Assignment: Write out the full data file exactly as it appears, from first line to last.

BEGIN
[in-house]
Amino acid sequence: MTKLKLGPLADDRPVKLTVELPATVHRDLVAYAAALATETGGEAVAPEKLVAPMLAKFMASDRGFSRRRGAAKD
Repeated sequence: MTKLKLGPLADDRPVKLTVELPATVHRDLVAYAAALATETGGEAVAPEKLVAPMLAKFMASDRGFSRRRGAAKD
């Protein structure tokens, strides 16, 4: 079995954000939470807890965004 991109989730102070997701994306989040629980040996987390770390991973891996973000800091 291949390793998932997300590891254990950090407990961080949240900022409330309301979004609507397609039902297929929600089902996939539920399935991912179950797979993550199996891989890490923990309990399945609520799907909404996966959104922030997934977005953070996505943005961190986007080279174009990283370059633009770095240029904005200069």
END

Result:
[in-house]
Amino acid sequence: MTKLKLGPLADDRPVKLTVELPATVHRDLVAYAAALATETGGEAVAPEKLVAPMLAKFMASDRGFSRRRGAAKD
Repeated sequence: MTKLKLGPLADDRPVKLTVELPATVHRDLVAYAAALATETGGEAVAPEKLVAPMLAKFMASDRGFSRRRGAAKD
């Protein structure tokens, strides 16, 4: 079995954000939470807890965004 991109989730102070997701994306989040629980040996987390770390991973891996973000800091 291949390793998932997300590891254990950090407990961080949240900022409330309301979004609507397609039902297929929600089902996939539920399935991912179950797979993550199996891989890490923990309990399945609520799907909404996966959104922030997934977005953070996505943005961190986007080279174009990283370059633009770095240029904005200069």